Income Based Repayment Plan

Aware that the bulk of my student loans are due in 2 months, I finally sat down yesterday and took a hard look at all of them. I made a chart listing each loan provider, loan number, with monthly payments, interest rates, due dates, repayment plans and current principal balances.

I then totaled all of my monthly payments. On the standard repayment plan, I would have owed, come December 1st, over $2000 per month (!!!). I knew it was going to be a lot, but not THAT much. So I looked into ways to reduce my monthly fee.

I found out that back in July '09, President Obama introduced something called the income based repayment plan. According to Federal Student Aid, "Income Based Repayment (IBR) is one of several repayment plan options for borrowers of student loans made under the William D. Ford Federal Direct Loan (Direct Loan) Program or the Federal Family Education Loan (FFELSM) Program. If you qualify for IBR, your required monthly payment will be capped at an amount that is intended to be affordable based on your income and family size, and will be less than what you would have to pay under a 10-year Standard Repayment Plan."

In order to sign up for IBR, you have to have a "partial financial hardship." You satisfy the requirement if the amount you would have to pay under a standard repayment plan is higher than the amount you would pay under IBR. They determine the monthly amount you pay under IBR by (1) subtracting 150 percent of the poverty guideline (view it here) from your adjusted gross income, (2) taking 15% of that difference, and (3) dividing the resulting number by 12.

Doing the math for myself, 150% of the poverty guideline for a family of 1 would be $16,245. If my AGI was $50,000, the difference would be $33,755. 15% of that would be $5063. Divided by 12, the monthly payment would be about $421. A long way off from $2000!

It doesn't apply to private loans, so I have 1 loan that's exempt. But I'm applying for an unemployment deferment (it's a loan from undergrad, and has already been in repayment for a couple months). Something else interesting is after 25 years of repayment under IBR your remaining loan balances are canceled (but unfortunately charged to you as taxable income).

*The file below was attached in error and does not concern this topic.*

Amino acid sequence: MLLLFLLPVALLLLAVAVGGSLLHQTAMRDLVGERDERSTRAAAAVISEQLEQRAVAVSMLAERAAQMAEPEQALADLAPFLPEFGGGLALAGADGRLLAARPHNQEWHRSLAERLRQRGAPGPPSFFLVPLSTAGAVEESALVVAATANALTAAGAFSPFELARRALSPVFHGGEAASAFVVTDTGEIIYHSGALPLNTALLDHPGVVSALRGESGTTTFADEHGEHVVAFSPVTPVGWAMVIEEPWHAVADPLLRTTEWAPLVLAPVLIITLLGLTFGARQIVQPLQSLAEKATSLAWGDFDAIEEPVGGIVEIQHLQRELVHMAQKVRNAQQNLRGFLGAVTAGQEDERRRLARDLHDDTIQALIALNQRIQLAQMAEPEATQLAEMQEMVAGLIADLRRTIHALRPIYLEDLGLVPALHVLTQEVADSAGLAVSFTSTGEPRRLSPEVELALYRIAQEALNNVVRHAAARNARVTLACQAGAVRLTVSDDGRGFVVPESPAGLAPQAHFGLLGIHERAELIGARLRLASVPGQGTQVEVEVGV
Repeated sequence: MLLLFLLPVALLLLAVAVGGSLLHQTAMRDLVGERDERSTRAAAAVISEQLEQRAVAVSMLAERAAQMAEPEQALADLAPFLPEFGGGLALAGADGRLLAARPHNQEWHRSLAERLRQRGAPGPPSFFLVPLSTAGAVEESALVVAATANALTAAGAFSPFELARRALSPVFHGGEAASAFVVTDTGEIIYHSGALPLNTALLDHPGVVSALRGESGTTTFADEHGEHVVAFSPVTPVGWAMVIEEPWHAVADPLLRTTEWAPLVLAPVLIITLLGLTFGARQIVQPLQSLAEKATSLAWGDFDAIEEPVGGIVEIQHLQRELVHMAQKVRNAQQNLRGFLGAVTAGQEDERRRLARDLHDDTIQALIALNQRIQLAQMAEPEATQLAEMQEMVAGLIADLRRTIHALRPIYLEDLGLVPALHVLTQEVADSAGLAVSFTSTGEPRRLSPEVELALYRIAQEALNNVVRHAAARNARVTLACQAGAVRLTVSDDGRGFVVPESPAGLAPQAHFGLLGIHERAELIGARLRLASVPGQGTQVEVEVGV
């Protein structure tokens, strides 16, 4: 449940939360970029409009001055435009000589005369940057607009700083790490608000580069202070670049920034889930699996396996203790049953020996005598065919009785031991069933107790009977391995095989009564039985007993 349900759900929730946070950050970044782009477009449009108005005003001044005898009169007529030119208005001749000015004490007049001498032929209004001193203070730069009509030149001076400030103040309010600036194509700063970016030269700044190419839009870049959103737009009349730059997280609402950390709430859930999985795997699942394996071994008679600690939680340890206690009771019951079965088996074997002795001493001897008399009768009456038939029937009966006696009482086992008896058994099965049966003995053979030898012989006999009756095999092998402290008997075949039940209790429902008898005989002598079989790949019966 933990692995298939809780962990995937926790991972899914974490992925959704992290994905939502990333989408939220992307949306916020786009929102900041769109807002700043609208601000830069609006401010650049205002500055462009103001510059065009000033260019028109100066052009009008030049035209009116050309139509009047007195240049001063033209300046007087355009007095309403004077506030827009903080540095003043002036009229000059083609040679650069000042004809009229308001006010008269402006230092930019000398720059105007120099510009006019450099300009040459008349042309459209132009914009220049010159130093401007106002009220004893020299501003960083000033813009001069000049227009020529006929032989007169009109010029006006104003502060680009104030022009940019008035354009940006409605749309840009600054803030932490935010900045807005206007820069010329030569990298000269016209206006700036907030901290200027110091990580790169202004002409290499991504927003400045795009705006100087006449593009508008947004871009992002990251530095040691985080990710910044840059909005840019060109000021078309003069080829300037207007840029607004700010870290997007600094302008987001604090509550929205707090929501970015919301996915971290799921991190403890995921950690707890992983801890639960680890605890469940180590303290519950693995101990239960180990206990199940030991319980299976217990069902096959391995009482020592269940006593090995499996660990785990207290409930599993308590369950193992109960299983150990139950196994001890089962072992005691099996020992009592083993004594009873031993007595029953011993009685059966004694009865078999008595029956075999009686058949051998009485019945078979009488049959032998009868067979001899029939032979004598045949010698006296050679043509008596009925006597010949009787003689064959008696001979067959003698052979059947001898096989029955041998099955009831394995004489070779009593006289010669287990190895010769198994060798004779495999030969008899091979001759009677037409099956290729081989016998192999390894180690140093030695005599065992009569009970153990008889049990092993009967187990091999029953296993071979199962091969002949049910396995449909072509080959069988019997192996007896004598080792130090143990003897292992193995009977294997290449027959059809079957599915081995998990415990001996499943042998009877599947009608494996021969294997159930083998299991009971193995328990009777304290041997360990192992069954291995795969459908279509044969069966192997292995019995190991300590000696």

I found all the necessary forms on Sallie Mae's website. It's recommended that you send in your paperwork at least 2 months before the end of your grace period (I sent it out just in time!). Here's some more info about how to sign up. And here's a detailed Q&A from the Department of Education.

Is anyone else considering (or signed up for) IBR?


Jessica said...

As a person on IBR two thoughts:

1. If you work in government or public interest those loans are forgiven after ten years and it is not taxable income. This is the track I am on as an attorney working for a government agency.

2. Keep in mind that in IBR your loan balances will skyrocket as you won't be paying all of even the interest owed each month. So, if it truly is taxable income on the 25 year forgiveness you'll be taxed on an amount much higher than your current loan balance. Be sure to keep saving so that you can afford a tax bill of tens of thousands of dollars.

Sunflowers said...

I heard about the 10 year forgiveness program. The government or public interest path would be great, but there aren't many jobs in the sector available in my area and they're very competitive. But here's to hoping ;)

Yes, it is taxable income after 25 years. And I hope that well, well before that I'll be making 6 figures and it won't be a problem. But I will be saving up, either way.

Thanks for your comment!

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